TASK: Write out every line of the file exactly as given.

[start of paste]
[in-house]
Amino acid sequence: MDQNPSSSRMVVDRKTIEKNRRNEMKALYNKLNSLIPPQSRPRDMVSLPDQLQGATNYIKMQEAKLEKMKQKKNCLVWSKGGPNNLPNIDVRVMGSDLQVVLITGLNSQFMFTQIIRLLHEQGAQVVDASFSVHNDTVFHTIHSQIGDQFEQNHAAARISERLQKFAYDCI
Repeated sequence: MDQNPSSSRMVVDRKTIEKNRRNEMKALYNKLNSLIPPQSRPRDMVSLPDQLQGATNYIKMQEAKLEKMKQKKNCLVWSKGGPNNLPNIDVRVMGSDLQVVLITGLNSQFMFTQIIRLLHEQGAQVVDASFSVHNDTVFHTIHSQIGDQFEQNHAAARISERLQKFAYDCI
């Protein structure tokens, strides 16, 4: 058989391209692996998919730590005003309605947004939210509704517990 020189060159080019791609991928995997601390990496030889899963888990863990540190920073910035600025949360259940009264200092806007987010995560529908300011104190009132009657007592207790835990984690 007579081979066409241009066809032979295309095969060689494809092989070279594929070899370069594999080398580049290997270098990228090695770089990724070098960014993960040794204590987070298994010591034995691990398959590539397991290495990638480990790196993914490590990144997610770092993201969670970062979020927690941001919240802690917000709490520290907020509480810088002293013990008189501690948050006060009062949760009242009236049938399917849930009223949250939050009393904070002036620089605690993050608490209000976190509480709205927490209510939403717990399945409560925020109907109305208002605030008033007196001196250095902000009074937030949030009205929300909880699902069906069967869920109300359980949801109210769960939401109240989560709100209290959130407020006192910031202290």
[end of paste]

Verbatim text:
[in-house]
Amino acid sequence: MDQNPSSSRMVVDRKTIEKNRRNEMKALYNKLNSLIPPQSRPRDMVSLPDQLQGATNYIKMQEAKLEKMKQKKNCLVWSKGGPNNLPNIDVRVMGSDLQVVLITGLNSQFMFTQIIRLLHEQGAQVVDASFSVHNDTVFHTIHSQIGDQFEQNHAAARISERLQKFAYDCI
Repeated sequence: MDQNPSSSRMVVDRKTIEKNRRNEMKALYNKLNSLIPPQSRPRDMVSLPDQLQGATNYIKMQEAKLEKMKQKKNCLVWSKGGPNNLPNIDVRVMGSDLQVVLITGLNSQFMFTQIIRLLHEQGAQVVDASFSVHNDTVFHTIHSQIGDQFEQNHAAARISERLQKFAYDCI
């Protein structure tokens, strides 16, 4: 058989391209692996998919730590005003309605947004939210509704517990 020189060159080019791609991928995997601390990496030889899963888990863990540190920073910035600025949360259940009264200092806007987010995560529908300011104190009132009657007592207790835990984690 007579081979066409241009066809032979295309095969060689494809092989070279594929070899370069594999080398580049290997270098990228090695770089990724070098960014993960040794204590987070298994010591034995691990398959590539397991290495990638480990790196993914490590990144997610770092993201969670970062979020927690941001919240802690917000709490520290907020509480810088002293013990008189501690948050006060009062949760009242009236049938399917849930009223949250939050009393904070002036620089605690993050608490209000976190509480709205927490209510939403717990399945409560925020109907109305208002605030008033007196001196250095902000009074937030949030009205929300909880699902069906069967869920109300359980949801109210769960939401109240989560709100209290959130407020006192910031202290």